Among people who lose faith, I would later learn, many point to scientific knowledge as the catalyst for their changed worldviews. I, too, found much of what I learned troubling. Wherever I turned, I discovered that ideas I had once taken for granted, trusting in rabbis and sacred texts to convey absolute truths, were dubious at best. The universe was not six thousand years old but closer to 14 billion. Humans shared a common ancestor with apes—and all living things, for that matter— and were not the exalted species created by God’s hand out of clay of the earth on the sixth day of Creation. The sages of the Talmud, by our traditions infallible, were demonstrably wrong in their understanding of the natural world.
Two great balls of fire descended from heaven, and their names were Abaya and Rava, said the old rebbe of ruzhin. The two great masters of the Talmud, their names occurring at least once every three pages, were not humans but chunks of divinity. Balls of fire. Reading the Talmud anew, however, I discovered that the sages were as flawed as could be expected of any ancient people. They were mired in superstition and misogyny and xenophobia, which did not necessarily mark them as villains but offered troubling indications of ordinary humanness.
Nothing, however, had a more shattering impact on my faith than the realization that, stripped of religious exegesis, our primary religious text, the Hebrew Bible, had the markings of human rather than divine authorship; it was beautiful, intricate, layered in poetry and metaphor and heart-stopping drama, but human nonetheless.
According to the Zohar, the eleventh-century work that forms the basic text for the Judaic mystical tradition, God gazed upon the Torah and created the universe. The Torah, divine and eternal, was the blueprint for all existence.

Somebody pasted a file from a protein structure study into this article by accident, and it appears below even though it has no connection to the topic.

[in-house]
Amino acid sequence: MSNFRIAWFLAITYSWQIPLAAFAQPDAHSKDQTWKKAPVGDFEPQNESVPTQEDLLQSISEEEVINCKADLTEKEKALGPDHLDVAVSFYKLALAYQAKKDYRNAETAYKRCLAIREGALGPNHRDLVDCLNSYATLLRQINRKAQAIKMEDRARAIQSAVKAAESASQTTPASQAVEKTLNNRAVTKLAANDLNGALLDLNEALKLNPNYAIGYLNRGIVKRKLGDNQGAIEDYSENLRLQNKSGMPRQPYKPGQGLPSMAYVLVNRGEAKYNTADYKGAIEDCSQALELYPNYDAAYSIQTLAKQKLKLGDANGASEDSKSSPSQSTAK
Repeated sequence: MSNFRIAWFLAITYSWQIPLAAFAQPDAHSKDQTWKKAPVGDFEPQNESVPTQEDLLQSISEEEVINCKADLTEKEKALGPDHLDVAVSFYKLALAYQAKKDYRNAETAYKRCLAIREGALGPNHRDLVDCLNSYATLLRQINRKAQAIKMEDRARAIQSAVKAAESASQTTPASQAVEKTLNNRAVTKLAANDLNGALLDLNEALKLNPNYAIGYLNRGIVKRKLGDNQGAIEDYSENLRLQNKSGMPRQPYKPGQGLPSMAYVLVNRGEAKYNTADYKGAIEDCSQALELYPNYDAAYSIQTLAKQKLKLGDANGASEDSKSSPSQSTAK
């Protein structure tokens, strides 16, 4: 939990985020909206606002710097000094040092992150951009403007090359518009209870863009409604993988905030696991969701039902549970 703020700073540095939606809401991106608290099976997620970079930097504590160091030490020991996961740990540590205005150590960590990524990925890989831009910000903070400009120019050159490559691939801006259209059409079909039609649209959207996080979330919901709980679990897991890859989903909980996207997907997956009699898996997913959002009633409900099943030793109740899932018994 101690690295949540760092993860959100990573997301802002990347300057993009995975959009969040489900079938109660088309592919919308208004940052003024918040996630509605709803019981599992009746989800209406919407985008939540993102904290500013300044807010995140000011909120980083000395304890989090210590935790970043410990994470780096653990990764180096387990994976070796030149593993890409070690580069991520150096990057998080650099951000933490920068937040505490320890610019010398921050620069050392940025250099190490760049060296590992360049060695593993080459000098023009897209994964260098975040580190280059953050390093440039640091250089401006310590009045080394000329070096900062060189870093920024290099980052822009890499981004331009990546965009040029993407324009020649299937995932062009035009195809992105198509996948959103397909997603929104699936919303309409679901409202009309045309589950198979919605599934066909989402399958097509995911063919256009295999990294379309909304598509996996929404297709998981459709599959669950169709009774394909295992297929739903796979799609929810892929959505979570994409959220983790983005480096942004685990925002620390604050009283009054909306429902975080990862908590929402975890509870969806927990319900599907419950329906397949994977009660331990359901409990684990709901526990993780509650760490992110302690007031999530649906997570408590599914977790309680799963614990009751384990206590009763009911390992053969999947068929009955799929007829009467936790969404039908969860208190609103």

Now, however, I could no longer see it that way. The very essence of our faith, passed down, it was believed, from generation to generation over 3,300 years without change, was most likely a collection of ancient documents authored and compiled and redacted over many centuries. This was the view of all modern Bible scholars. I didn’t have to take their word for it, but the evidence for their view was compelling. Suddenly, all the strangeness of this text, the contradictions and anachronisms and troubling tales of fratricide and genocide and great family dramas and tales of wondrous miracles, all of it now made sense—but in an entirely new way. Seen through the prism of history and anthropology, buttressed by studies in archaeology and laid side by side with other texts from the ancient peoples of the near east, the Bible was an endlessly fascinating window into the world of our ancestors. But as a basis for theology, to me, it simply fell short.
Chezky and I began to drift apart after several years, when it became clear that he was not troubled by these matters as I was. He had the answers, he said, and his faith, rational and sound, was strong. But when I sought that same level of certainty, I could not find it.
At one point, Chezky gave me the name of a Monsey rabbi to speak to. An unusual Hasid, this rabbi was said to have read all the great philosophers. he knew of all the challenges to faith, and he knew the answers, too, Chezky said. When I went to speak to this rabbi, though, in the book-lined study of his Monsey home, he could offer me little.
“Oh, it’s all been written about,” the rabbi said, when I asked how a merciful God could order the genocide of entire nations and how the essential command of our faith—you must believe in the Torah because the Torah declares that you must—could be so maddeningly circular. How is it, I asked the rabbi, that our understanding of God— benevolent and all-powerful and lovingly, unfailingly attentive to our needs—so conveniently mirrors the ideal qualities we seek in humans? How is it that we attribute to God feelings such as sadness and joy and pleasure, and even want for our love, when one would expect an omnipotent and omniscient being to be far removed from the qualities that signify the frailty of humans?
“Asked and answered,” the rabbi said, as if, once again, I was meddling in the affairs of greater minds than mine. “It’s a little bit . . . childish,” he added, pausing before issuing his insult, “to think that your questions are anything new.” I could see his patronizing gaze through the veil of his benign smile. “Go learn. Study. And then, if you look inside your heart, you’ll find the truth.”